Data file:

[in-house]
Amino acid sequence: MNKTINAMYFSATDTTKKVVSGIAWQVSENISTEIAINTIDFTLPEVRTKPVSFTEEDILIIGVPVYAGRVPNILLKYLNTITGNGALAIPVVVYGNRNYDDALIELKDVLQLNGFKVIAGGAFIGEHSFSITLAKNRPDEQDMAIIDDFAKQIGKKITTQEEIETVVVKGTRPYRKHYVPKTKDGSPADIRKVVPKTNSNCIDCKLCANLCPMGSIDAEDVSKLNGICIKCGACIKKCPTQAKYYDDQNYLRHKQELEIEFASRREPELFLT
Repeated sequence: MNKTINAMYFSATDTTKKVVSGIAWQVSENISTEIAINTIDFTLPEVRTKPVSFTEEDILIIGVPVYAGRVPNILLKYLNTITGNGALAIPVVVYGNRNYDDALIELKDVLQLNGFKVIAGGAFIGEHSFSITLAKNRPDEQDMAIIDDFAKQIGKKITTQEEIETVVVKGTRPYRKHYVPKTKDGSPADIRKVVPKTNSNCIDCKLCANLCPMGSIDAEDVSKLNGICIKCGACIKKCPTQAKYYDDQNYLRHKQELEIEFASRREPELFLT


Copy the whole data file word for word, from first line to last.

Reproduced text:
[in-house]
Amino acid sequence: MNKTINAMYFSATDTTKKVVSGIAWQVSENISTEIAINTIDFTLPEVRTKPVSFTEEDILIIGVPVYAGRVPNILLKYLNTITGNGALAIPVVVYGNRNYDDALIELKDVLQLNGFKVIAGGAFIGEHSFSITLAKNRPDEQDMAIIDDFAKQIGKKITTQEEIETVVVKGTRPYRKHYVPKTKDGSPADIRKVVPKTNSNCIDCKLCANLCPMGSIDAEDVSKLNGICIKCGACIKKCPTQAKYYDDQNYLRHKQELEIEFASRREPELFLT
Repeated sequence: MNKTINAMYFSATDTTKKVVSGIAWQVSENISTEIAINTIDFTLPEVRTKPVSFTEEDILIIGVPVYAGRVPNILLKYLNTITGNGALAIPVVVYGNRNYDDALIELKDVLQLNGFKVIAGGAFIGEHSFSITLAKNRPDEQDMAIIDDFAKQIGKKITTQEEIETVVVKGTRPYRKHYVPKTKDGSPADIRKVVPKTNSNCIDCKLCANLCPMGSIDAEDVSKLNGICIKCGACIKKCPTQAKYYDDQNYLRHKQELEIEFASRREPELFLT